I haven't written on this in a long time (okay a week, but that's like decades in internet-speak, no?), because I've felt very busy and rather uninspired and generally BLEEEEHHHH and, quite honestly, it's been very difficult to summon up the energy for thankfulness and optimism.
Is that kind of embarrassing?
That I have a beautiful apartment, a refrigerator full of farmers-market purchases, a closet of clothes, a wealth of the most brilliant, funny, good-looking friends a girl could ever want, PLUS a goldfish...and it is difficult to summon up the energy for thankfulness and optimism?
I make myself sick.
I'm sure I make yourself sick.
Lately, I wake up, and think of everything I must do, everything that is difficult:
my lack of direction
my lack of sleep
my lack of raspberries
the fact that 3-year-old Meadow in my ballet class at 4:30 is trying to ruin my life
my fish is already sick
Megan is far away
there are emails to write and calls to make and lesson plans to study, dishes to wash and blogs about thankfulness to write
Not to mention things I WANT to do but don't have time for: study French, do yoga, listen to a Phyllis Tickle lecture online, light candles and chant in Aramaic, take pictures around my neighborhood, read about organic farming, clean my bathroom, take a walk to the beach and fall asleep on the sand while listening to the Appalachian Picking Society, go explore a new place.
Instead I scurry around the apartment so I can leave by 5:20, fatigued and overwhelmed and always forgetting something. By the time I am back at my apartment, it is 9:15 and I am exhausted. I make Swiss chard frittata, pour myself a glass of wine if I'm feeling so inclined (and I usually am), then rush back into sleep. A cupcake is often involved.
Sometimes I feel resentful toward this blog, because during my days that feel particularly heavy, tired, busy, or just miserable, I think "Ugh, I have to come up with three moments of grace." I'm serious, this is what I think. This is why you should all publicly stone me in the town square.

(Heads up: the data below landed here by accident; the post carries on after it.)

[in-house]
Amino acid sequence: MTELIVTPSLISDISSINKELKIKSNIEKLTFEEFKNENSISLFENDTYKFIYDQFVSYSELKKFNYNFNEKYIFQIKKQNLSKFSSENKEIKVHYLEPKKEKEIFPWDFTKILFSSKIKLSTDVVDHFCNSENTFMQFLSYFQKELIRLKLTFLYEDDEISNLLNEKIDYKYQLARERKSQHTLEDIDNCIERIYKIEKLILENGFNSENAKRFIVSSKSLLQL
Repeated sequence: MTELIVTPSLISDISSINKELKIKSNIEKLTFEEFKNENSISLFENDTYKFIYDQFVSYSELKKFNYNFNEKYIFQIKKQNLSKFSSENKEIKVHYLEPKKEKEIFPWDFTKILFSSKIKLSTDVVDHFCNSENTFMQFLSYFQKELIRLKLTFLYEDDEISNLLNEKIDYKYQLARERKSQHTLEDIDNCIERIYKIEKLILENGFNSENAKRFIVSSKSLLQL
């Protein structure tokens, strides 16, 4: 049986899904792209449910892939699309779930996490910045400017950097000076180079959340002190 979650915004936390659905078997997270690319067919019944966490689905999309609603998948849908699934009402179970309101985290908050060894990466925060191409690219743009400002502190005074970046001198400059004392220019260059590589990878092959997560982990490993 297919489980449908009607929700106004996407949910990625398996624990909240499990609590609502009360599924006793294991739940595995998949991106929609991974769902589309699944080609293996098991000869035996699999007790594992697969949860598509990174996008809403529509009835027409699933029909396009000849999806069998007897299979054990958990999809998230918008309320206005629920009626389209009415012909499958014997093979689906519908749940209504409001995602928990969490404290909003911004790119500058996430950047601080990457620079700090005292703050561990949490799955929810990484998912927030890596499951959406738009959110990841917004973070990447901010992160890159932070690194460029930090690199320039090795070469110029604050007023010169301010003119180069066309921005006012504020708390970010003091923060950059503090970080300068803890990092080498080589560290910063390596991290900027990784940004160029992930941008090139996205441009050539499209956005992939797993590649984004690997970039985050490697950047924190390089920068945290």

And yet, they always come to me. Always. I never have to seek them out--they are just there. And I usually have more than three, shockingly enough. The days I don't write, they're still there--sometimes recognized, sometimes recognized a few days or even weeks later, and sometimes they go completely unrecognized, because I'm too involved in my own version of Alexander and the Terrible, Horrible, No-Good, Very Bad Day.
This is by no means the first time in my life I have felt this way, and it will by no means be the last. And I can feel thankful for the times I have been in a funk before, because I've seen what works, and what helps, and the tiny remedies I can whip up to help me remember that the world is not going to explode just because I want to go back to sleep.
the earthy rich flavor of Swiss chard
my morning commute with all its silence and pink light
my little green table, suitable for peaches in the morning
my outfit that makes me feel like I should be stomping grapes in Naples in 1948
the immediate comfort of Earl Grey tea
the smell of incense before I fall asleep
I also really must start carving out more time to make pancakes.
The stunning thing is, is that the things that get me through are the small, lovely things that spangle the day with pockets of joy and peace--peace that surpasses understanding. I have come to rely on these things, in all times of life, to gently push me forward and remind me that the world is flooded with grace, that God supplies and refreshes the world at every moment with goodness.
Today I am panicking about what time I have to leave for work, the things I have to finish before I can head off for the day, leaving the comfort of my coffee shop and my apartment to the stressful and oft-cruel world of preschool dance classes.
But there has already been an iced soy latte (with an extra shot, which made all the difference) made by a beautiful Russian woman who was especially gracious, there has been an email from Nate which was signed "Peace to you Mari," some sort of Eastern European composer whose elegant music is being offered to my grateful ears by a small speaker above my head, peaches with Greek yogurt and Michigan honey and homemade granola at once so familiar and so exotic with all its imported spices, and there has been a haphazard stumblance upon my very favorite quote of all time: All shall be well and all shall be well and all manner of things shall be well (Julian of Norwich).
I have no obligation to you to write. What do you care? But what I am trying to do is condition myself toward observing grace, to surrounding myself in it--to recognize that God's desire for my joy in His world is demonstrated ubiquitously...in so many moments throughout the day that they could not be contained by a blog alone.